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Writing Device Drivers     Oracle Solaris 11 Information Library
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Part I Designing Device Drivers for the Oracle Solaris Platform

1.  Overview of Oracle Solaris Device Drivers

2.  Oracle Solaris Kernel and Device Tree

3.  Multithreading

4.  Properties

5.  Managing Events and Queueing Tasks

6.  Driver Autoconfiguration

7.  Device Access: Programmed I/O

8.  Interrupt Handlers

9.  Direct Memory Access (DMA)

10.  Mapping Device and Kernel Memory

11.  Device Context Management

12.  Power Management

Power Management Framework

Device Power Management

System Power Management

Device Power Management Model

Power Management Components

Multiple Power Management Components

Power Management States

Power Levels

Power Management Dependencies

Automatic Power Management for Devices

Device Power Management Interfaces

Busy-Idle State Transitions

Device Power State Transitions

power() Entry Point

System Power Management Model

Autoshutdown Threshold

Busy State

Hardware State

Automatic Power Management for Systems

Entry Points Used by System Power Management

detach() Entry Point

attach() Entry Point

Power Management Device Access Example

Power Management Flow of Control

Changes to Power Management Interfaces

13.  Hardening Oracle Solaris Drivers

14.  Layered Driver Interface (LDI)

Part II Designing Specific Kinds of Device Drivers

15.  Drivers for Character Devices

16.  Drivers for Block Devices

17.  SCSI Target Drivers

18.  SCSI Host Bus Adapter Drivers

19.  Drivers for Network Devices

20.  USB Drivers

21.  SR-IOV Drivers

Part III Building a Device Driver

22.  Compiling, Loading, Packaging, and Testing Drivers

23.  Debugging, Testing, and Tuning Device Drivers

24.  Recommended Coding Practices

Part IV Appendixes

A.  Hardware Overview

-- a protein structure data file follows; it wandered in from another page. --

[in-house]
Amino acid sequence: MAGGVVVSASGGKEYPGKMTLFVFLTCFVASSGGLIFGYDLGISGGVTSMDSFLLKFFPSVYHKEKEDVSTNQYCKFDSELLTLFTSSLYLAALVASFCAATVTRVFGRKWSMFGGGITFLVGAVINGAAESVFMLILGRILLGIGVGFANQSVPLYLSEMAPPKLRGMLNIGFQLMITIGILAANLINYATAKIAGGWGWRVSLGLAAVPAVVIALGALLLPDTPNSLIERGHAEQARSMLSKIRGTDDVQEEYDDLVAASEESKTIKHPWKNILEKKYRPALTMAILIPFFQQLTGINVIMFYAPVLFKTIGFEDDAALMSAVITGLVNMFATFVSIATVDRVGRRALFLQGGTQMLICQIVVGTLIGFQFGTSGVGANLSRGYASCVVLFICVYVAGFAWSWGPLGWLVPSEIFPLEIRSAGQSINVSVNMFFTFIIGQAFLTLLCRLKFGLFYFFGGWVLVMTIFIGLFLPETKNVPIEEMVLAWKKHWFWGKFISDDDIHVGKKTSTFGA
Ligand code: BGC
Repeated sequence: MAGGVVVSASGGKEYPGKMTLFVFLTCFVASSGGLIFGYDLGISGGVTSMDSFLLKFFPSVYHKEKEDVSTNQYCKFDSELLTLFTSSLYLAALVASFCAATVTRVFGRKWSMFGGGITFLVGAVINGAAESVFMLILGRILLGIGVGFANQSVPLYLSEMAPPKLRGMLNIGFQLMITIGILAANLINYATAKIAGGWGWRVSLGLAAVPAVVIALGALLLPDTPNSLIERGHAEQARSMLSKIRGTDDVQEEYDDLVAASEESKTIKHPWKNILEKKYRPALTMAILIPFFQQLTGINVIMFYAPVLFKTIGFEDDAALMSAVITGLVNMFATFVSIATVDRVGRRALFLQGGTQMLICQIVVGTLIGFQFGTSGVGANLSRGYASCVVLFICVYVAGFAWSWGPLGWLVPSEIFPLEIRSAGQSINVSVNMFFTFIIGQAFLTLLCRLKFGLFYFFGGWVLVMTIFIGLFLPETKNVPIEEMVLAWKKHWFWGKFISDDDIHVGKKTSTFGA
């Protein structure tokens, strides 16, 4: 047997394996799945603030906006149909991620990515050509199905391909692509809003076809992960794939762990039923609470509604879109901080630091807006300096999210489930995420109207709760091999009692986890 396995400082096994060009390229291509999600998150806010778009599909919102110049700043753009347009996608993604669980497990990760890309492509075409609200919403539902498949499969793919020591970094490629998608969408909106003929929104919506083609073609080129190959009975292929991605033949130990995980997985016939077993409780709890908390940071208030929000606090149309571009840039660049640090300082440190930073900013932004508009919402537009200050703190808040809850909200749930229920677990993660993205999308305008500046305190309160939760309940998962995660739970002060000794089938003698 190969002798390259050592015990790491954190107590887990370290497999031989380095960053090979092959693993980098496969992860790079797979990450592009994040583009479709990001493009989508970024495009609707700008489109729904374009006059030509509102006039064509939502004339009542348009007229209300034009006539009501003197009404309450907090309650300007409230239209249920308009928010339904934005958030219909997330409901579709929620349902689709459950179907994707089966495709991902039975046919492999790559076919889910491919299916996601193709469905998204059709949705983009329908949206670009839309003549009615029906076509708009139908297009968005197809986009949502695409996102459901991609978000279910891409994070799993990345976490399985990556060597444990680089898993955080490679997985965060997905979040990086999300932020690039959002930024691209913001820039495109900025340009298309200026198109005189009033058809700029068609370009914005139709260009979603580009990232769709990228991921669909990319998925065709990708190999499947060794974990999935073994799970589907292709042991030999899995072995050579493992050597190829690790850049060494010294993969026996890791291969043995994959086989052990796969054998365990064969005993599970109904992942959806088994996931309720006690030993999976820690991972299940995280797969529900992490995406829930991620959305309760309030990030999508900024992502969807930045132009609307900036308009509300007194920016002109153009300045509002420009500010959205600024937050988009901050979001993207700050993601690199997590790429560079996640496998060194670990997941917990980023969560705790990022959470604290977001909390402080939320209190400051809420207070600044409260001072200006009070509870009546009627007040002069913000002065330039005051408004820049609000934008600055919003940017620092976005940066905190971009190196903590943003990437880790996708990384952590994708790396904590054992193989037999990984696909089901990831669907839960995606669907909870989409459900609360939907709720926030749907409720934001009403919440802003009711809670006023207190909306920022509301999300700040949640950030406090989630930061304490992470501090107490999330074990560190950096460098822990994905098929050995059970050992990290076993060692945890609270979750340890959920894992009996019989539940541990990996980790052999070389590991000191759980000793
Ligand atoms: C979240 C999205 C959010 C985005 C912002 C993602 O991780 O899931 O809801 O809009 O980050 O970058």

B.  Summary of Oracle Solaris DDI/DKI Services

C.  Making a Device Driver 64-Bit Ready

D.  Console Frame Buffer Drivers

E.  pci.conf File


Power Management Device Access Example

If power management is supported, and detach(9E) and attach(9E) are used as in Example 12-6 and Example 12-7, then access to the device can be made from user context, for example, from read(2), write(2), and ioctl(2).

The following example demonstrates this approach. The example assumes that the operation about to be performed requires a component component that is operating at power level level.

Example 12-8 Device Access

 * Block command while device is suspended by DDI_SUSPEND
while (xsp->xx_suspended)
    cv_wait(&xsp->xx_suspend_cv, &xsp->mu);
 * Mark component busy so xx_power() will reject attempt to lower power
if (pm_busy_component(dip, component) != DDI_SUCCESS) {
     * Log error and abort
if (xsp->xx_power_level[component] < level) {
    if (pm_raise_power(dip, component, level) != DDI_SUCCESS) {
         * Log error and abort

The code fragment in the following example can be used when device operation completes, for example, in the device's interrupt handler.

Example 12-9 Device Operation Completion

 * For each command completion, decrement the busy count and unstack
 * the pm_busy_component() call by calling pm_idle_component(). This
 * will allow device power to be lowered when all commands complete
 * (all pm_busy_component() counts are unstacked)
if (pm_idle_component(dip, component) != DDI_SUCCESS) {
     * Log error and abort
 * If no more outstanding commands, wake up anyone (like DDI_SUSPEND)
 * waiting for all commands to  be completed